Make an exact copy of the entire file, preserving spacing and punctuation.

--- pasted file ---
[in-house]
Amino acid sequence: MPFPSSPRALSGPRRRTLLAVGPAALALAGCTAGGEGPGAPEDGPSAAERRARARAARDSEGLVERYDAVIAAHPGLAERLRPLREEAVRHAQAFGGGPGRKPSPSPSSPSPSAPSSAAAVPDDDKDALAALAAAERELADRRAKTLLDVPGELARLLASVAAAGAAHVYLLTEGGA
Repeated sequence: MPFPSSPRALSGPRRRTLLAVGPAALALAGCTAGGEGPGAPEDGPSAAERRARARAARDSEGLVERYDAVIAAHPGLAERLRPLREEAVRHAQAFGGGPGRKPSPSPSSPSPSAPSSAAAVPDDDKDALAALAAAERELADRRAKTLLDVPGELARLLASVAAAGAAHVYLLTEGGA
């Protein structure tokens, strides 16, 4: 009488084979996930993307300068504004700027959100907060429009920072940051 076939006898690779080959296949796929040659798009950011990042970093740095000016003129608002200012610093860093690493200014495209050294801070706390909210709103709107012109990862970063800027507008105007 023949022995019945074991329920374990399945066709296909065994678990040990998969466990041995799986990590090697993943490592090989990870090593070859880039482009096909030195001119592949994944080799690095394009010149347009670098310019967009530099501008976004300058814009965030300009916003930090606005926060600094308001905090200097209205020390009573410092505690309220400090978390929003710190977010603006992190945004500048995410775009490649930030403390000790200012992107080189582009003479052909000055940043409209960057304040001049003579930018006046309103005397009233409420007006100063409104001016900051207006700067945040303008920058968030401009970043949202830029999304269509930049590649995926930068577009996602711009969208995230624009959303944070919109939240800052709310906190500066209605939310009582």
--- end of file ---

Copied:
[in-house]
Amino acid sequence: MPFPSSPRALSGPRRRTLLAVGPAALALAGCTAGGEGPGAPEDGPSAAERRARARAARDSEGLVERYDAVIAAHPGLAERLRPLREEAVRHAQAFGGGPGRKPSPSPSSPSPSAPSSAAAVPDDDKDALAALAAAERELADRRAKTLLDVPGELARLLASVAAAGAAHVYLLTEGGA
Repeated sequence: MPFPSSPRALSGPRRRTLLAVGPAALALAGCTAGGEGPGAPEDGPSAAERRARARAARDSEGLVERYDAVIAAHPGLAERLRPLREEAVRHAQAFGGGPGRKPSPSPSSPSPSAPSSAAAVPDDDKDALAALAAAERELADRRAKTLLDVPGELARLLASVAAAGAAHVYLLTEGGA
């Protein structure tokens, strides 16, 4: 009488084979996930993307300068504004700027959100907060429009920072940051 076939006898690779080959296949796929040659798009950011990042970093740095000016003129608002200012610093860093690493200014495209050294801070706390909210709103709107012109990862970063800027507008105007 023949022995019945074991329920374990399945066709296909065994678990040990998969466990041995799986990590090697993943490592090989990870090593070859880039482009096909030195001119592949994944080799690095394009010149347009670098310019967009530099501008976004300058814009965030300009916003930090606005926060600094308001905090200097209205020390009573410092505690309220400090978390929003710190977010603006992190945004500048995410775009490649930030403390000790200012992107080189582009003479052909000055940043409209960057304040001049003579930018006046309103005397009233409420007006100063409104001016900051207006700067945040303008920058968030401009970043949202830029999304269509930049590649995926930068577009996602711009969208995230624009959303944070919109939240800052709310906190500066209605939310009582």